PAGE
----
Why is online content shared? To build one’s social standing? Or develop the sharer’s self-image? Those and related questions were answered last week in “10 Ingredients for Your Video to Go Viral” for the All About Direct Marketing Virtual Conference and Expo. I mentioned the recent Heineken viral video “Worlds Apart.” So today, here are a few reasons why.
If you missed 10 Ingredients for Your Video to Go Viral last week, you can still watch and listen to it here.
Participants during my session posed some questions about making successful videos. Here is the Q&A, including my thoughts about the Heineken video.
How Do You Find Out What Your Customers Want to See if You Offer a Service?
Whether you offer a service or product, the obvious answer might be to ask your customers. But I’d actually suggest that your customers may prefer to be surprised. That is, avoid the obvious and consider the obscure presentation that no one thought to ask about.
Think about how you can use the news or headlines to create a story. Or perhaps there is an attitude or temperament you want to tap into. The Heineken Worlds Apart video, released on April 20, has had over 11 million views so far. They don’t sell beer. Rather, it’s a commentary about our culture, and that while some people may be worlds apart, they can agree to disagree, and perhaps even soften barriers over a beer. It’s a brilliant video, and at over 4 minutes in length, delivers a strong message that surely strengthens their brand. By the way, this illustrates that under-two-minute videos aren’t the only way to command views.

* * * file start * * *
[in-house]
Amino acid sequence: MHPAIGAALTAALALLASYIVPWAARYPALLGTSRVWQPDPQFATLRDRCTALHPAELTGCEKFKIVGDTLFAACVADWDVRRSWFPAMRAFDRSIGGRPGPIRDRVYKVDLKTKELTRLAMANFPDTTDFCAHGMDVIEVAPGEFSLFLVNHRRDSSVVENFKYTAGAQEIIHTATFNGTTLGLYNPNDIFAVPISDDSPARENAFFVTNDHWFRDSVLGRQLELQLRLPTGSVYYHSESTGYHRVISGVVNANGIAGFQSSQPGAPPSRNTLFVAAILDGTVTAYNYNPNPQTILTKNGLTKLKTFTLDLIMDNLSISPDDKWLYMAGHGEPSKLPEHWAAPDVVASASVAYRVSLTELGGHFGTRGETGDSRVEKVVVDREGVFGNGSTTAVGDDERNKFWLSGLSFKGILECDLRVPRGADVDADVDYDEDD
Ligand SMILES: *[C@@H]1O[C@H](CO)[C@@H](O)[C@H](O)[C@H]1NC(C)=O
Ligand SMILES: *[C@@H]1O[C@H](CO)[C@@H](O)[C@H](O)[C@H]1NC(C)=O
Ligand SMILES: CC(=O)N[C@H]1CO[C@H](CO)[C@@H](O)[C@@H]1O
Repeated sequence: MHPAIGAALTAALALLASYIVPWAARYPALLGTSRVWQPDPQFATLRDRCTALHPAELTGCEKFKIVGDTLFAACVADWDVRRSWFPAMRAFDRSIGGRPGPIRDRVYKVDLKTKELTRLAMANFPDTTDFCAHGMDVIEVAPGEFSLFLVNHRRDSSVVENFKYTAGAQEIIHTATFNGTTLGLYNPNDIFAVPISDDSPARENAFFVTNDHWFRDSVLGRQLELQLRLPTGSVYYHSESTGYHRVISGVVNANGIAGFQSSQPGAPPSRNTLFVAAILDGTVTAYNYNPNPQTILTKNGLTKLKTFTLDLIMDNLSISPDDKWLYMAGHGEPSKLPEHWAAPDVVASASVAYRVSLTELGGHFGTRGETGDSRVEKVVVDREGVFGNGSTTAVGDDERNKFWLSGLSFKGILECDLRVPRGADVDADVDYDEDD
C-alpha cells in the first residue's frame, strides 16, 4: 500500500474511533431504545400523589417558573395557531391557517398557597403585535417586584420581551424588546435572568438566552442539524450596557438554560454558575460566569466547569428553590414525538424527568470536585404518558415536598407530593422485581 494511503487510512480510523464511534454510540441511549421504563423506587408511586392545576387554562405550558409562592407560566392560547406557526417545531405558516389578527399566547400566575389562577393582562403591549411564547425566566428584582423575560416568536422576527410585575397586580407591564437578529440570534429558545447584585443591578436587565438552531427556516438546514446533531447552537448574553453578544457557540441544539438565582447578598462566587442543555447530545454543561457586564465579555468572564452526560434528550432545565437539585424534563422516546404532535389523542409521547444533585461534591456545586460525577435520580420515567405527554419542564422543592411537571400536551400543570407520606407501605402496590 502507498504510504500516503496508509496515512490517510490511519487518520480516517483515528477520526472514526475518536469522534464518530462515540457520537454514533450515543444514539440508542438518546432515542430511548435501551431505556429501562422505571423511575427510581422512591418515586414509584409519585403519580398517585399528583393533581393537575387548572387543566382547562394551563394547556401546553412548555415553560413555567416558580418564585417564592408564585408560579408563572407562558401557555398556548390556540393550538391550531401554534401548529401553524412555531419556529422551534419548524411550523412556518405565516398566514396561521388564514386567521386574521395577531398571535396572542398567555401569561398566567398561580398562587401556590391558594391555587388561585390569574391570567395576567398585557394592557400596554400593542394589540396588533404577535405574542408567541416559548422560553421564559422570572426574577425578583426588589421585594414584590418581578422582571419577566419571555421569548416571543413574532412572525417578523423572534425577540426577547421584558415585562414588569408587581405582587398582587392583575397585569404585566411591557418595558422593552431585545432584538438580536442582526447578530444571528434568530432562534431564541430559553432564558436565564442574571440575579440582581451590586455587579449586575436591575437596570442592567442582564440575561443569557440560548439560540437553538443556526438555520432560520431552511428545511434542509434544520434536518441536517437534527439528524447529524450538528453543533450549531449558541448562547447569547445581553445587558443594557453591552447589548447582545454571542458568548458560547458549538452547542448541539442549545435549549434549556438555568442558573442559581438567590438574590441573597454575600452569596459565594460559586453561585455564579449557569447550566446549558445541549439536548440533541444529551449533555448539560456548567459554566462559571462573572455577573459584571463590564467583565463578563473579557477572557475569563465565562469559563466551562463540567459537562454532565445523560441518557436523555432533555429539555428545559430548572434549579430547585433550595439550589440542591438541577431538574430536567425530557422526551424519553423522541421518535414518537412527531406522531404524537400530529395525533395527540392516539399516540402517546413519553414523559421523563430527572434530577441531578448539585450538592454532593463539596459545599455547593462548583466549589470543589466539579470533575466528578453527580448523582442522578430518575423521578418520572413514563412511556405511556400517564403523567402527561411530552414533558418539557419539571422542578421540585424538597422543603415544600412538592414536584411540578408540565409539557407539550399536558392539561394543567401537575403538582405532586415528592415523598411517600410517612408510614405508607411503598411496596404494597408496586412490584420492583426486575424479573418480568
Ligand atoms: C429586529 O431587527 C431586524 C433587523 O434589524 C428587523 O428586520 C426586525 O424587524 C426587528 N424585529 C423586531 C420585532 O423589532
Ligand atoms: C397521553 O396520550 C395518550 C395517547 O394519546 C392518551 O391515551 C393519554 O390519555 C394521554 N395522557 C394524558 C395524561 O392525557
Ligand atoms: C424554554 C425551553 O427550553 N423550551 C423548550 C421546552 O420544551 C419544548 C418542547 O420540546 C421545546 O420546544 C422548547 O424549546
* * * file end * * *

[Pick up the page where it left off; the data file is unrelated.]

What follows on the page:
Behind-the-scenes can always be a pleasant surprise. Show how your product is made — or how it is used, out in the wild. Gather testimonials and let the word-of-mouth tell your story in an unexpected way.
If you’re a non-profit, show the outcomes — with real stories — of what you provide, and make sure it’s an emotional tug.
Is an Informal Video Stronger Than a Professional Scripted Video?
Sometimes. It really depends. The Heineken video doesn’t appear to have been scripted, but rather, a lot of footage was shot and it was edited down to create a compelling story that a lot of people have viewed, and perhaps embraced. More important that the video quality is the audio quality. Social media users forgive shaky smartphone videos, but if they can’t discern the audio or if there is distracting, loud background noise, they may not stay with it.
So Green Screen Videos Are Out?
A lot of interesting graphics and text can be used if you have a talking head on video and recorded in front of a green screen. People want to connect emotionally with interesting people, so I would suggest you need the right person to be on camera if you’re shooting in front of a green screen. Also, a green screen allows for simple, controlled, limited lighting in a confined area. In editing, you have options around the environment the speaker is in—and it can change during the video.